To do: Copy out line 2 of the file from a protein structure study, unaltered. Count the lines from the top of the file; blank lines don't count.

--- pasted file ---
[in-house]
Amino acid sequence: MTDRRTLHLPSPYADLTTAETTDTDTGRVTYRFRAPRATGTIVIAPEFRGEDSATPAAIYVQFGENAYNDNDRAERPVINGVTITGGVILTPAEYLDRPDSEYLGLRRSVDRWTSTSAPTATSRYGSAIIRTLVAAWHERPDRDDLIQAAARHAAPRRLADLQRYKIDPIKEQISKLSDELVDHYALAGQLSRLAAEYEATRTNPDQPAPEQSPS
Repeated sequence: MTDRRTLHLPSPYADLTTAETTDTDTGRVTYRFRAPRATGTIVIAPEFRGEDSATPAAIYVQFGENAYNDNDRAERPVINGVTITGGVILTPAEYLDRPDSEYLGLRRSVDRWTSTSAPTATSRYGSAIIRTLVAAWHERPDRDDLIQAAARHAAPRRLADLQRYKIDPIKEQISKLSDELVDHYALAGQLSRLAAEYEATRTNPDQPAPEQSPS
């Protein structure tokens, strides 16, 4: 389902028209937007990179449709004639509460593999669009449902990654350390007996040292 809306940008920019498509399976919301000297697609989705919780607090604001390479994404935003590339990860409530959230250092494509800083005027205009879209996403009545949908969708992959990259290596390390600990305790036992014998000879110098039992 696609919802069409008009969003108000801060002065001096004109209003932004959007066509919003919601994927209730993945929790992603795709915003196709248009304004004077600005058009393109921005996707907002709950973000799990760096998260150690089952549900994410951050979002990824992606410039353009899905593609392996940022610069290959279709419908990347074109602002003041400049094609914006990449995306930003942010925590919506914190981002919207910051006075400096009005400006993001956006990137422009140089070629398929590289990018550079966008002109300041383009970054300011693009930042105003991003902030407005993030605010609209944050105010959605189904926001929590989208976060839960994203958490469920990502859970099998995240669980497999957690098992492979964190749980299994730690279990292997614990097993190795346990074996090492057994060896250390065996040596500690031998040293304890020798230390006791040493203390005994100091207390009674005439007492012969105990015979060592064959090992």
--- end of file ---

Amino acid sequence: MTDRRTLHLPSPYADLTTAETTDTDTGRVTYRFRAPRATGTIVIAPEFRGEDSATPAAIYVQFGENAYNDNDRAERPVINGVTITGGVILTPAEYLDRPDSEYLGLRRSVDRWTSTSAPTATSRYGSAIIRTLVAAWHERPDRDDLIQAAARHAAPRRLADLQRYKIDPIKEQISKLSDELVDHYALAGQLSRLAAEYEATRTNPDQPAPEQSPS